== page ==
Evorpacept Pairs Well With Anticancer Regimens Plus Chemotherapy to Elicit Responses in Solid Tumors


The novel checkpoint inhibitor, evorpacept induced responses in patients with head and neck squamous cell carcinoma and gastric cancer when used in combination with anticancer therapy and chemotherapy in a phase 1b study.

The addition of evorpacept (ALX148) to anticancer agents and chemotherapy has achieved promising and durable responses in patients with gastric or gastroesophageal junction (GEJ) cancer and head and neck squamous cell carcinoma (HNSCC) in the phase 1b ASPEN-01 clinical trial, according to findings presented during the Society for Immunotherapy of Cancer (SITC) Annual Meeting 2021.1,2

Evorpacept is a high affinity, CD47-blocking, myeloid checkpoint inhibitor. The agent contains an inactive Fc region that can enhance anticancer therapies.

“These updated data provide growing support that evorpacept in combination with the standard regimens studied may translate into a meaningful survival benefit in patients with advanced HNSCC and GC who historically have poor outcomes,” said Keun-Wook Lee, MD, PhD, professor of Seoul National University College of Medicine and director of the Clinical Trials Center, Seoul National University Bundang Hospital, Seoul, Korea, in a press release.

ASPEN-01 is a phase 1, dose-escalation study (NCT03013218) in which the combination of evorpacept, anticancer regimens, and chemotherapy is being investigated in patients with advanced or metastatic solid tumors and relapsed or refractory non-Hodgkin lymphomas. Patients enrolled all had adequate bone marrow function, renal and liver function, and adequate performance status.

Eighteen patients were evaluable for response from the previously-treated HNSCC cohort, 13 from the checkpoint inhibitor-naïve HNSCC cohort, and 10 from the gastric cancer cohort at the data cutoff date of September 1, 2021.

At baseline, the patients with gastric cancer treated with evorpacept plus trastuzumab (Herceptin) and chemotherapy had a median age of 67.5 years (range, 36-83) and were largely male (n = 13), and Asian (n = 15). Most patients in the cohort had a performance score of 1 at baseline. Ninety-four percent of the group progressed upon prior anti-HER2 therapy, 11.1% progressed on greater than 2 prior lines of anti-HER2 therapy, and 11.1% progressed on prior treatment with a checkpoint inhibitor. There were also 15 patients in the cohort who have visceral distant metastasis.

In the HER2-positive gastric cancer cohort, patients were previously treated with up to 2 lines of therapy. The cohort was treated with evorpacept in combination with trastuzumab plus ramucirumab (Cyramza) and paclitaxel. The objective response rate (ORR) observed with the investigational combination was 72.2% with a 14.8-month median duration of response (mDOR).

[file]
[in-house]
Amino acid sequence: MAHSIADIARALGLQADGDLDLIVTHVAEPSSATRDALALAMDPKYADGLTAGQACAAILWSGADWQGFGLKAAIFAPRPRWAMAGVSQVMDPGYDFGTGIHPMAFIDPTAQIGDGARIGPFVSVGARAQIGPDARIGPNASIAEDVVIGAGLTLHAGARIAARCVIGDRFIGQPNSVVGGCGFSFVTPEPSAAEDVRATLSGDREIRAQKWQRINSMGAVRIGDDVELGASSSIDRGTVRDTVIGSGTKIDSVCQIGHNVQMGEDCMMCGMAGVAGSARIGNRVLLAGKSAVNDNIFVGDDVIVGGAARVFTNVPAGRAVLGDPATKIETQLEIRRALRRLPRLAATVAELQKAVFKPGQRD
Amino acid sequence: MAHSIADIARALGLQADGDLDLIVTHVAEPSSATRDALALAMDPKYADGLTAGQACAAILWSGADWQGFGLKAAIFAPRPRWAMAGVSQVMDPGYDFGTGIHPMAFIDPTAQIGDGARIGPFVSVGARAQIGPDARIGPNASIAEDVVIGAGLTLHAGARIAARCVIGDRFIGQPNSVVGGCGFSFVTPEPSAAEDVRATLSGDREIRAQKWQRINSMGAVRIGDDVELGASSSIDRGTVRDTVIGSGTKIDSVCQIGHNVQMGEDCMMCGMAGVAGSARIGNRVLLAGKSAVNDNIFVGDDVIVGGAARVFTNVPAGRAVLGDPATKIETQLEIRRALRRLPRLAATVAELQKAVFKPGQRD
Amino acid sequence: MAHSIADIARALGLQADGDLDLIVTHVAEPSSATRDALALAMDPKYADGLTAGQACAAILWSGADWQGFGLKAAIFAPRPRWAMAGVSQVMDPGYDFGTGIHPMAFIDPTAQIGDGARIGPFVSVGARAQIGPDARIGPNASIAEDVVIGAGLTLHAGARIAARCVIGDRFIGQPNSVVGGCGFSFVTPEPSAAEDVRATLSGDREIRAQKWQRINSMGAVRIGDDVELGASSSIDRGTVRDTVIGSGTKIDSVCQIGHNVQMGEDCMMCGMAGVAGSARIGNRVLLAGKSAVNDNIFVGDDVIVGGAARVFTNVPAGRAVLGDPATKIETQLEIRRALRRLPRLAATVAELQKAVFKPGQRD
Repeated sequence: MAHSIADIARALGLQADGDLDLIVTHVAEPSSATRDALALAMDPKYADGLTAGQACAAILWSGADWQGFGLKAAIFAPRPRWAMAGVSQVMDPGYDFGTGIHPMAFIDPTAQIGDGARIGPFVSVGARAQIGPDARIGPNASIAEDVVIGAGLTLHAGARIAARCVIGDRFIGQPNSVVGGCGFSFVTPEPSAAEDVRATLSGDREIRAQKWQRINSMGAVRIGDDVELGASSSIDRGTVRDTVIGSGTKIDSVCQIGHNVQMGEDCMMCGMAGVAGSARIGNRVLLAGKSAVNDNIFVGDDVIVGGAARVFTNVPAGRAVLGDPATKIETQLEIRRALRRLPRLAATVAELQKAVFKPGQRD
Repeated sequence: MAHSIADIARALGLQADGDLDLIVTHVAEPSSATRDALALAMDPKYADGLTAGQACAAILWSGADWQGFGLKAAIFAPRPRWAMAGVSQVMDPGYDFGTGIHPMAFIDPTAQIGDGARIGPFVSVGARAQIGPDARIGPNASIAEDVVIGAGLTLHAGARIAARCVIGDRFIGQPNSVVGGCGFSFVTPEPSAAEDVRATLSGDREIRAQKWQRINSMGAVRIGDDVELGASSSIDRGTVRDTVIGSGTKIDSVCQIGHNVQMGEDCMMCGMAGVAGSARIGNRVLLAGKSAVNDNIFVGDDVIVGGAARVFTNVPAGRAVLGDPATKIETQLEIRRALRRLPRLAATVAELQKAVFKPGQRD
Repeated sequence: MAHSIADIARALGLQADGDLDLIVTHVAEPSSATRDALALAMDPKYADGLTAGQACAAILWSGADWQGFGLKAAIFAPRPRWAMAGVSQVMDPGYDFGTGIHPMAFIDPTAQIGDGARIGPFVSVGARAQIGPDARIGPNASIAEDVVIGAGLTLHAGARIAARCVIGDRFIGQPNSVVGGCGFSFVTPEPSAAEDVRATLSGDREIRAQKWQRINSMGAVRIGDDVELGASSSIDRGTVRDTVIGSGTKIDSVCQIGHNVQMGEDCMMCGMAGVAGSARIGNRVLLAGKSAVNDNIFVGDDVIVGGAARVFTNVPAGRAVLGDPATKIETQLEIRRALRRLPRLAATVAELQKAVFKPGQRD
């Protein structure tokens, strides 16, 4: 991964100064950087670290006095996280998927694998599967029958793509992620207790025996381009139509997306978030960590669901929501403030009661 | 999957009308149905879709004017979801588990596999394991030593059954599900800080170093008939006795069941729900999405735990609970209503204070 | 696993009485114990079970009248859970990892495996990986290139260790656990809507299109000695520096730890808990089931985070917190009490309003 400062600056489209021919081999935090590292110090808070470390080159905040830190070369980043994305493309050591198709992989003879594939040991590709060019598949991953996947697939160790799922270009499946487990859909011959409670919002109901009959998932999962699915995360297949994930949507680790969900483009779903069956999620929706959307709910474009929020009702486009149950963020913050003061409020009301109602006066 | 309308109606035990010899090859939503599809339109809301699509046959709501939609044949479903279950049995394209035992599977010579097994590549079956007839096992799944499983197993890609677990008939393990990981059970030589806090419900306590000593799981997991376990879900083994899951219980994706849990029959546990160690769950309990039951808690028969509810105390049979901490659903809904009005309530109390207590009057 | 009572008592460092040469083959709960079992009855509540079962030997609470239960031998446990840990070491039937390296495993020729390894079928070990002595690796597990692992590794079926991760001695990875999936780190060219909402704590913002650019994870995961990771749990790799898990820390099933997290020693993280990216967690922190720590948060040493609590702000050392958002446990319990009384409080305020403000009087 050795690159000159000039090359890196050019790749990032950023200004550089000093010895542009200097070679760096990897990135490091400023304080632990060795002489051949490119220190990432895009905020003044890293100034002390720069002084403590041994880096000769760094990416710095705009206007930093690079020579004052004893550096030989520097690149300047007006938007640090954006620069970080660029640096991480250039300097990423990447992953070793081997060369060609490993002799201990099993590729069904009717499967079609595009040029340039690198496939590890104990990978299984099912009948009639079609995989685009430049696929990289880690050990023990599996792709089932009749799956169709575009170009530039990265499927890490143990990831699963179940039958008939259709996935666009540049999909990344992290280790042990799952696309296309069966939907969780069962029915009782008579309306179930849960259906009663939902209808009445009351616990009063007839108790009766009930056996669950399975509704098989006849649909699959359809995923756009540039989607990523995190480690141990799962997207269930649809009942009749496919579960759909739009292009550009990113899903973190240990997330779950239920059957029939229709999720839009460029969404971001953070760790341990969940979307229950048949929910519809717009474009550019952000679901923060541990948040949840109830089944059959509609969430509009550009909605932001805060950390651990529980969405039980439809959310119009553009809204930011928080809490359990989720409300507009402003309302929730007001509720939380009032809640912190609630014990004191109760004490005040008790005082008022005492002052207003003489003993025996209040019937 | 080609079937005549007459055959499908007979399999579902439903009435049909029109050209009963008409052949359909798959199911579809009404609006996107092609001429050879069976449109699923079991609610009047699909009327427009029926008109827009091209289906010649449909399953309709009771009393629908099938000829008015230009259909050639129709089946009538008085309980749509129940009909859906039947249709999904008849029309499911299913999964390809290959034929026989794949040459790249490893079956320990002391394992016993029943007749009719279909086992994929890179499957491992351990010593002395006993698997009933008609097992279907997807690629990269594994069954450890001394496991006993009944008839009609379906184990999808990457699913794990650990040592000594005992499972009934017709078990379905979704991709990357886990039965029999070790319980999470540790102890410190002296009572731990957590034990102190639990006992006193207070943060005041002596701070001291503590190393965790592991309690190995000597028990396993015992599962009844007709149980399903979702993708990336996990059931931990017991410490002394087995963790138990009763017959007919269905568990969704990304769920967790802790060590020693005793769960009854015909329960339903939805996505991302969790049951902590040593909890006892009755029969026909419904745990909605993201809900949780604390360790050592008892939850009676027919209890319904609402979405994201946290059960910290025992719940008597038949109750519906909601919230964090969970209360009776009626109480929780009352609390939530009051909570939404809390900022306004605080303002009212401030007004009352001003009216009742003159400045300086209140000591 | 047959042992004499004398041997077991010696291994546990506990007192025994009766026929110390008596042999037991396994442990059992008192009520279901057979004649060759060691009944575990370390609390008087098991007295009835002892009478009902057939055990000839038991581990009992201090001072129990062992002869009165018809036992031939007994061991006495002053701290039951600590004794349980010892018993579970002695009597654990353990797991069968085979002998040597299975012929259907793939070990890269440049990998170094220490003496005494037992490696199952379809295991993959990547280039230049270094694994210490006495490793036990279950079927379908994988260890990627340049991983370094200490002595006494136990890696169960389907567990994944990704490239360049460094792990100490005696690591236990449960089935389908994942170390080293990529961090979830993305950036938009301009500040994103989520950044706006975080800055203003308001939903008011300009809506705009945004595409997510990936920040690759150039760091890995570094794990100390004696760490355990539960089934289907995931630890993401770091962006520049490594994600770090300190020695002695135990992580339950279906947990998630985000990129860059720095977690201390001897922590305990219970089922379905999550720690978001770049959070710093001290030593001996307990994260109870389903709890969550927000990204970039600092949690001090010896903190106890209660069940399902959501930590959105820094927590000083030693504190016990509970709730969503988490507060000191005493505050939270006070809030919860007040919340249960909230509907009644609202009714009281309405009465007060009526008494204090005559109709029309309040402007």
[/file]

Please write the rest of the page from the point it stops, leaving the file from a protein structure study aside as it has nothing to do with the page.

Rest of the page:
The 12-month overall survival (OS) observed with the combination in previously treated patients with HER2-positive gastric cancer was 79%, and the median OS was 17.1 months

Baseline demographics for the HNSCC cohort treated with evorpacept plus pembrolizumab (Keytruda) and chemotherapy showed that patients had a median age of 61 years (range, 45-70), were predominantly male (n = 12), and Asian (n = 10). The majority of the cohort had a performance status of 0 and 54% had visceral distant metastasis.

The ORR in these patients was 38.5% which consisted of 1 complete response (CR), 4 partial responses (PRs), and 6 cases of stable disease (SD). The median progression-free survival was 5.6 months (95% CI, 3.6 to not reached), and the median OS was not reached. The estimated 12-month OS rate was 83.3%.1,2

No dose-limiting toxicities (DLTs) were observed in the previously-treated HNSCC cohort. The most common treatment-related adverse events (TRAEs) urticaria, rash, and diarrhea, which occurred in 17% of patients.2

In the CPI-naïve HNSCC population who also received evorpacept plus pembrolizumab and chemotherapy, the median age at baseline was 63 years (range, 35-81), and the group mainly consist of male patients (n = 7) who were predominantly Asian (n = 5). The performance status observed in most patients was 1 and 60% had visceral distant metastasis.

In CPI-naïve HNSCC population, long-term follow-up data from patients treated with evorpacept plus pembrolizumab showed a 12-month OS rate of 80% with a mOS of 24.5 months. In this cohort, no DLTs were reported with evorpacept being administered at 15 mg/kg once per week. The TRAEs observed in 7.7% of the cohort included pneumonitis, anemia, fatigue, neutropenia, and hypersensitivity reaction.1,2

“The consistency and predictive value of evorpacept’s emerging survival-based data in aggressive solid tumor diseases is highly encouraging,” said Sophia Randolph, MD, PhD, chief medical officer, ALX Oncology, in a press release.1 “We are excited to investigate the impact of evorpacept on these longer-term measures of clinical benefit in our randomized phase 2 programs in patients with HNSCC (ASPEN-03 and ASPEN-04) and GC (ASPEN-06).”


1. ALX oncology announces updated data from ongoing clinical trial (ASPEN-01) of evorpacept showing emerging clinical benefit in survival-based endpoints in patients with advanced solid tumors. News release. ALX Oncology. November 10, 2021. Accessed November 10, 2021.

2. Lee KW, Chung H, Kim TM, et al. 498 Evorpacept (ALX148), a CD47 myeloid checkpoint inhibitor, in patients with head and neck squamous cell carcinoma (HNSCC) and with gastric/gastroesophageal cancer (GC); ASPEN-01. Presented at SITC Annual Meeting 2021; ; November 10-14 2021; Washington, DC. Abstract 498.

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